#341 Workplace Relations update
1 September 2021
AMA Victoria has recently been approached by members raising concerns over the way many private hospitals are pressuring doctors to accept contracts to treat public patients at rates well below the rates for private patients, due to the expected capacity issues at public hospitals.
While we encourage doctors to try to reach agreement with the private hospitals, we would like to emphasise the following points:
- Doctors who are contracted to provide services to private hospitals can negotiate the rate of pay. Private hospitals have the ability to pay more than the MBS rates if they choose.
- AMA Victoria has not agreed to any deal between the Federal or State Governments and private hospitals.
- If doctors cannot get agreement on the rate to treat public patients, they have the choice not to treat those patients.
We understand that there are additional costs that are incurred by doctors running private practices and the way private hospitals process patients through their system is very different to a public hospital. We will be lobbying government and private hospitals to make sure that patients are treated as if they were in the public system and that doctors are compensated at a level that makes it viable to treat public patients.
We are able to help members negotiating their individual contracts by giving advice on the terms, but we cannot be seen to be acting collectively. Contractors have the ability to directly affect their individual terms and conditions, so we suggest that members contact our Workplace Relations team and ask us to review what they have been offered. We can be contacted at firstname.lastname@example.org or on (03) 9280 8722.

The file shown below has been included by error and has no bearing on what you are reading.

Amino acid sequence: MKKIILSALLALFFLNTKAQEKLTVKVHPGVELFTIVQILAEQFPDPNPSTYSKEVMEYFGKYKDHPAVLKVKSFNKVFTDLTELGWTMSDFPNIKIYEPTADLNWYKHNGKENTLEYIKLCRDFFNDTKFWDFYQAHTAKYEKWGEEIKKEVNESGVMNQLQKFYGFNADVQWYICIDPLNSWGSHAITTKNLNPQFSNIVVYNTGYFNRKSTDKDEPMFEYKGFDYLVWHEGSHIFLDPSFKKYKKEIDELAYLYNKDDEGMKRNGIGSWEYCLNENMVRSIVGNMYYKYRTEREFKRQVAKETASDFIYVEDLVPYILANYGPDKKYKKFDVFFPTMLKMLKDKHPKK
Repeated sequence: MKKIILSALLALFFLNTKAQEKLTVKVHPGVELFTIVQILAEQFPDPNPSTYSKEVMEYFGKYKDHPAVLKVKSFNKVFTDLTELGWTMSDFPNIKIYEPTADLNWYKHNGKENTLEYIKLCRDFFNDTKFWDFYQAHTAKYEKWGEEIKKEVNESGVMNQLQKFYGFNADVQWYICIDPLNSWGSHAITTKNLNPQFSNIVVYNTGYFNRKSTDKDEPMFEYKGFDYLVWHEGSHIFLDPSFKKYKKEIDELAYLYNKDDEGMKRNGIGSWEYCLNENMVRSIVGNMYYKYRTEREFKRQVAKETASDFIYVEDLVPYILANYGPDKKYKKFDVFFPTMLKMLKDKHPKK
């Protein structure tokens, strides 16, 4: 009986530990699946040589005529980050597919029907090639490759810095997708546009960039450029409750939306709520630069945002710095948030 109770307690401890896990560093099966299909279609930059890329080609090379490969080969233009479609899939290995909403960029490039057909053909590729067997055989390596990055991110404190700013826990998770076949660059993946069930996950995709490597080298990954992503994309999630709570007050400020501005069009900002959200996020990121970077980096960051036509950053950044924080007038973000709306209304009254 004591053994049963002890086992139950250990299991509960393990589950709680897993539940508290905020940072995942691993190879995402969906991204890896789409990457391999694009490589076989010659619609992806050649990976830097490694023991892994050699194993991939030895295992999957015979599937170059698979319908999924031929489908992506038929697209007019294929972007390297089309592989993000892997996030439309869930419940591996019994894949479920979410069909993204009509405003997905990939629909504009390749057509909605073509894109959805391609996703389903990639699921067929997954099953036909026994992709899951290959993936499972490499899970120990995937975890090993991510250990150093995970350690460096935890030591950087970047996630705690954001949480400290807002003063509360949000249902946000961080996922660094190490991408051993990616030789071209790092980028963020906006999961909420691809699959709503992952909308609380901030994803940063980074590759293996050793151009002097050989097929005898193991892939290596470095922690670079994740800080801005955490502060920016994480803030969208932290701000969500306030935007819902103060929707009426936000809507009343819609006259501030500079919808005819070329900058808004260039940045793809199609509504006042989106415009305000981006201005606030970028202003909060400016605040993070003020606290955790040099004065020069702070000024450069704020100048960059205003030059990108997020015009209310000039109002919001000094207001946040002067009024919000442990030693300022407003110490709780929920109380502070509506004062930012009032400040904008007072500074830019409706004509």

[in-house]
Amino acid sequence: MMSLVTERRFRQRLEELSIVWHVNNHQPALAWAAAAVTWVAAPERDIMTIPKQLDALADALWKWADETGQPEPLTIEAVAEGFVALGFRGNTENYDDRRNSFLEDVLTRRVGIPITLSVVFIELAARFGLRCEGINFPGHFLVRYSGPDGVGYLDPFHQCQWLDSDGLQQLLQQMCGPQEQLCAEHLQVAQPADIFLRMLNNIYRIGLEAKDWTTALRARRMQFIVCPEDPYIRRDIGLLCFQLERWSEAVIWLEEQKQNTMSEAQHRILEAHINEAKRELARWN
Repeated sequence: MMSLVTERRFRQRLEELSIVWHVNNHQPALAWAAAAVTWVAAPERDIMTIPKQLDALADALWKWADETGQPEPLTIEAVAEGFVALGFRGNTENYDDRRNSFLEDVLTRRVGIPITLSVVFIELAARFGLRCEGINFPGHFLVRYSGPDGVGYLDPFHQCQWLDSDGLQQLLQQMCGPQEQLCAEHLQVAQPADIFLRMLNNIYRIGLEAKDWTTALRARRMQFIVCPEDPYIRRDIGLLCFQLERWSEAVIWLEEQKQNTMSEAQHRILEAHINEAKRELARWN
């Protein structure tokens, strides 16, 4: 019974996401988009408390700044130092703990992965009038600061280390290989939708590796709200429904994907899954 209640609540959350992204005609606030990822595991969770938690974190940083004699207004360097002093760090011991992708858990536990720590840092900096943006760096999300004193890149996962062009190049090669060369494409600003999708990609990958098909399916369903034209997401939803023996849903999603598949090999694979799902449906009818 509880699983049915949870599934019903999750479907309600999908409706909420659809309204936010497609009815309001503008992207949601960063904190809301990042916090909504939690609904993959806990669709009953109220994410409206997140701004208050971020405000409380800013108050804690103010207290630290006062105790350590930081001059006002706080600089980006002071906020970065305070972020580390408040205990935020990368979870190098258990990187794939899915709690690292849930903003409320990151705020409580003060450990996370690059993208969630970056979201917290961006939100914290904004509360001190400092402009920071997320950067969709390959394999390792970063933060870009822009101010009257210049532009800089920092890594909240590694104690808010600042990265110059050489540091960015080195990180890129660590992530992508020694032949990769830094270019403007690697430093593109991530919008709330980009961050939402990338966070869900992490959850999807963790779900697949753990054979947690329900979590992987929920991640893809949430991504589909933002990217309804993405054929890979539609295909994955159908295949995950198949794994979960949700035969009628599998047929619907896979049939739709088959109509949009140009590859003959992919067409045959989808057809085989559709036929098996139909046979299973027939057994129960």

Bonded Medical Program update
The AMA Federal WR team is continuing work to hasten the progress for many members still facing uncertainty about their Bonded Medical Program applications. This includes those who applied for opt in but are yet to be accepted and those who were incorrectly opted in.
The issue surrounding doctors who had their program exit confirmed, only to find out they were still bonded legally, has now been resolved in most cases.
The AMA continues to meet with the Federal Department of Health (DoH) about these issues on a regular basis. We are not satisfied with progress up to this point, given the elapsed time and effect on our members’ health, wellbeing and career choices. We will continue to push for the outstanding issues to be addressed as quickly as possible.
The Federal DoH has posted the ‘August 2021: Update on the Bonded Medical Program’ here on its website.
The update provides information on:
- the Department’s progress
- how individuals can help determine eligible RoSO count
- information for participants seeking to opt in
- more flexibility for participants of bonded programs
- program information webinars
- support from Rural Workforce Agencies
- the new email arrangements
This, and earlier updates – together with the FAQs and webinar presentation slides available on the website – are a valuable source of information to answer questions that members may have.